Classic Reel: Misery

Cast: James Caan, Kathy Bates, Richard Farnsworth and Lauren Bacall

Directed by: Rob Reiner

Year of Release: 1990

Plot: A bestselling novelist is injured in a car crash and rescued by a woman who takes him to her isolated farm house. Unfortunately, his rescuer is a crazed fan and a psychopath, who subjects him to agonising torture and abuse.

Adapted from Stephen King’s 1987 novel of the same name, Misery starred James Caan (Sonny Corleone in The Godfather),  Kathy Bates and Humphrey Bogart’s widow, the late Lauren
Bacall in a special appearance as Paul’s (Caan) agent. The well played role of Annie Wilkes won Kathy Bates a much deserved Oscar for Best Actress; so far the only Stephen King adaptation to actually win one.

Misery is among the list of well adapted Stephen King books; the others include  CarrieThe Shining, Pet Semetary, The Shawshank Redemption, Dolores Claiborne, The Green Mile and the most recent It. It is more of a psychological thriller than a horror movie, as there are zero supernatural elements. And because most of the action took place in Annie’s home in the novel, a few scenes not in the book was naturally added, with a few more characters,
notably Richard Farnsworth who played the Sheriff investigating Paul’s disappearance after he’s reported missing.  And while there were a few differences from the novel, it didn’t damage the movie itself.

The film’s dark themes...unhealthy obsession and mental illness. Annie Wilkes (Bates) clearly the human manifestation of both, her obsession for Paul’s main character in his series of period novels- Misery Chastain- and for Paul himself. Everyone has a favourite movie, T.V and literary character of course, but Annie’s

deep regard for Misery was more than disturbing, even naming her pig after her. Ditto her obsession for Paul Sheldon, whom she kept prisoner and at the same time insisted she loved him and was his ‘number one fan’. She praised him over and over for creating such a lovely character like Misery. She's overly cheery around Paul at first but soon reveals her raging temper when arguing about his new manuscript. And on finding out Paul killed off her beloved lady in his final 'Misery' book, Misery’s Child; she turned on him as though he actually put a bullet in Misery’s head, her madness unleashed.

‘I don’t want her spirit! I want her! And you MURDERED her! 

 Kathy Bates was Annie Wilkes to the teeth- the retired nurse with a very dark side, outward prim demeanour and creepy vulnerability. Both movie and novel, you won’t find yourself sympathising with her; her intense cruelty towards Paul for most of the film and her evil past makes you keep rooting for Paul’s escape. Misery’s ‘murder’ was the basis for what she demanded from Paul- a new book resurrecting Misery...or else.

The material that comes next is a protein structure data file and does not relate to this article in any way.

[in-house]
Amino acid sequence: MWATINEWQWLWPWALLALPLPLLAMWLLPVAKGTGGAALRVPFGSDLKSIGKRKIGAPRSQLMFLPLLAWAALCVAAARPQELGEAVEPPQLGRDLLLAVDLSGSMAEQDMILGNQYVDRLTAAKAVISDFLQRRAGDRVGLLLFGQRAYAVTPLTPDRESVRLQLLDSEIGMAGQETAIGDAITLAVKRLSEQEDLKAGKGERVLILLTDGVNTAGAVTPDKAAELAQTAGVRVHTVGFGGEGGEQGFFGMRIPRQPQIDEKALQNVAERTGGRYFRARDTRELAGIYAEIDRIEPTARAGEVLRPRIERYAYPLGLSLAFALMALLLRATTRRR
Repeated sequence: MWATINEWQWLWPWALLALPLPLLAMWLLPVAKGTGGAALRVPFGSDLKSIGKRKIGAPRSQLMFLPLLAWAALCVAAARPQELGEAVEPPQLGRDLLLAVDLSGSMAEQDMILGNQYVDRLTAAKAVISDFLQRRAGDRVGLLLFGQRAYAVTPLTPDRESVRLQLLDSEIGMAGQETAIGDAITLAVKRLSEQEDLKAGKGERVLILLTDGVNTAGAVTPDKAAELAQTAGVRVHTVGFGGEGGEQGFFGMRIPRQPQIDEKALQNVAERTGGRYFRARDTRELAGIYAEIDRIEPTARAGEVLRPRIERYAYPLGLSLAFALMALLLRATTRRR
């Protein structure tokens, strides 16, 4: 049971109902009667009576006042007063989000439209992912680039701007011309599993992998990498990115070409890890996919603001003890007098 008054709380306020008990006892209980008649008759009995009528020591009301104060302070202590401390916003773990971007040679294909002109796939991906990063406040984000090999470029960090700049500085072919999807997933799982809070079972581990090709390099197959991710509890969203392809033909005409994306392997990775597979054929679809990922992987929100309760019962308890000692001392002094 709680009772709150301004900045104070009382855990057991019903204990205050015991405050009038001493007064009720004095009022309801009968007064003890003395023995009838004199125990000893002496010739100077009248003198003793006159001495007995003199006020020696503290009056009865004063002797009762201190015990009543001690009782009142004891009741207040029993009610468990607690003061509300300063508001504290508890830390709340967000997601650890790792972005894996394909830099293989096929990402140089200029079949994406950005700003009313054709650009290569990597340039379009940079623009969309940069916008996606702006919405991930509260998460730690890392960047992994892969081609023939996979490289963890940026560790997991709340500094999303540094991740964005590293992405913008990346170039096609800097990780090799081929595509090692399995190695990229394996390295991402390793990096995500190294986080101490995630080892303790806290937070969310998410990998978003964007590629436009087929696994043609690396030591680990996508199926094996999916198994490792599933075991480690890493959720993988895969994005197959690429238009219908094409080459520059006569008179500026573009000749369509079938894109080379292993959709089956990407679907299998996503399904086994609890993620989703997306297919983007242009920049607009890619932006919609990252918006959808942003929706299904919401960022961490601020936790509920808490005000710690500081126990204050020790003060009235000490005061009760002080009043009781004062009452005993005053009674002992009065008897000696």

James Caan was excellent as Paul Sheldon, considering he was either in bed or in a wheel chair in most of the movie. His expressions and reactions of acute pain from his injuries and fear and terror at the hands of his tormentor were carried out well, including the part he had to hold back his anger when Annie forces him to burn his first post Misery manuscript. And there was the intense scene where the crazy bitch broke his ankles with a hammer, his scream of sheer agony was scarily realistic.

If you think that’s too graphic, read the novel itself.

The movie’s climax is nail biting but leaves the viewers wondering how Paul was able to leave her house, since the final scene showed him hobbling into a restaurant to have lunch with his agent. Yet, you will find yourself applauding and eager to watch this all over again.

Misery isn’t an adaptation that’s better than the novel; it’s as good as the novel.

- When accepting her Oscar for Best Actress for her role as Annie Wilkes, Kathy Bates jokingly said, ‘I’d like to publicly apologise to James Caan for the ankles.’

- Kathy Bates appeared in two more Stephen King adaptations. She appeared in the miniseries adaptation of The Stand in 1994 and played the main character in  Dolores Claiborne in 1995.

- Stephen King regards Misery as one of his top 10 favourite adaptations of his works.



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